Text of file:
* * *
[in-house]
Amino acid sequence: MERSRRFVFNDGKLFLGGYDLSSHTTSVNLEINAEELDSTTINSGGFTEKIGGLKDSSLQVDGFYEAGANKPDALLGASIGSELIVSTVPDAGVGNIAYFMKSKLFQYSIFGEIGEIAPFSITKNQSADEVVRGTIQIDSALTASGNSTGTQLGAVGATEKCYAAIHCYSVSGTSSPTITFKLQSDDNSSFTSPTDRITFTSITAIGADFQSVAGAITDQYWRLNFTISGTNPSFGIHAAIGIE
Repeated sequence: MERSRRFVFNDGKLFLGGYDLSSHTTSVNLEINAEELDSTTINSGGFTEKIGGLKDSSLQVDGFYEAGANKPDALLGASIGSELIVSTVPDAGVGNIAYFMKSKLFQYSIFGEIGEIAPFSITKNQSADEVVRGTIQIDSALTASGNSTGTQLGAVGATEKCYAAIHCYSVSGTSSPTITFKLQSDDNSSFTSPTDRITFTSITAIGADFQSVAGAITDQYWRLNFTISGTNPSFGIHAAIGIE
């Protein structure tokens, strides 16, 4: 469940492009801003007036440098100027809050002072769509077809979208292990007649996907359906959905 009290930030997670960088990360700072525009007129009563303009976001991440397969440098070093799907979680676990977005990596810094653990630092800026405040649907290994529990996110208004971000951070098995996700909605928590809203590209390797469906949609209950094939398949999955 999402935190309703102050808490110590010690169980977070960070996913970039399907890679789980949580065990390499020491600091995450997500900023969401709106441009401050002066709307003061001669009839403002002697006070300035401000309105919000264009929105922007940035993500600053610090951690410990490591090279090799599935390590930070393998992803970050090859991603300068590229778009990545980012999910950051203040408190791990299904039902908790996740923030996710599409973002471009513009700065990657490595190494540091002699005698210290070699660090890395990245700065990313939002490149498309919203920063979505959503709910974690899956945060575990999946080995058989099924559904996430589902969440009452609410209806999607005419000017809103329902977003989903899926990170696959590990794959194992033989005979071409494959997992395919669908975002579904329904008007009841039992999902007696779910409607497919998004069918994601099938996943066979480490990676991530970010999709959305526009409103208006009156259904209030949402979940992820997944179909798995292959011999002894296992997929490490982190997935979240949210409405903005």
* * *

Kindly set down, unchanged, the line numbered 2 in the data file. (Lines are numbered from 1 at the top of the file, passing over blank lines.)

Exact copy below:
Amino acid sequence: MERSRRFVFNDGKLFLGGYDLSSHTTSVNLEINAEELDSTTINSGGFTEKIGGLKDSSLQVDGFYEAGANKPDALLGASIGSELIVSTVPDAGVGNIAYFMKSKLFQYSIFGEIGEIAPFSITKNQSADEVVRGTIQIDSALTASGNSTGTQLGAVGATEKCYAAIHCYSVSGTSSPTITFKLQSDDNSSFTSPTDRITFTSITAIGADFQSVAGAITDQYWRLNFTISGTNPSFGIHAAIGIE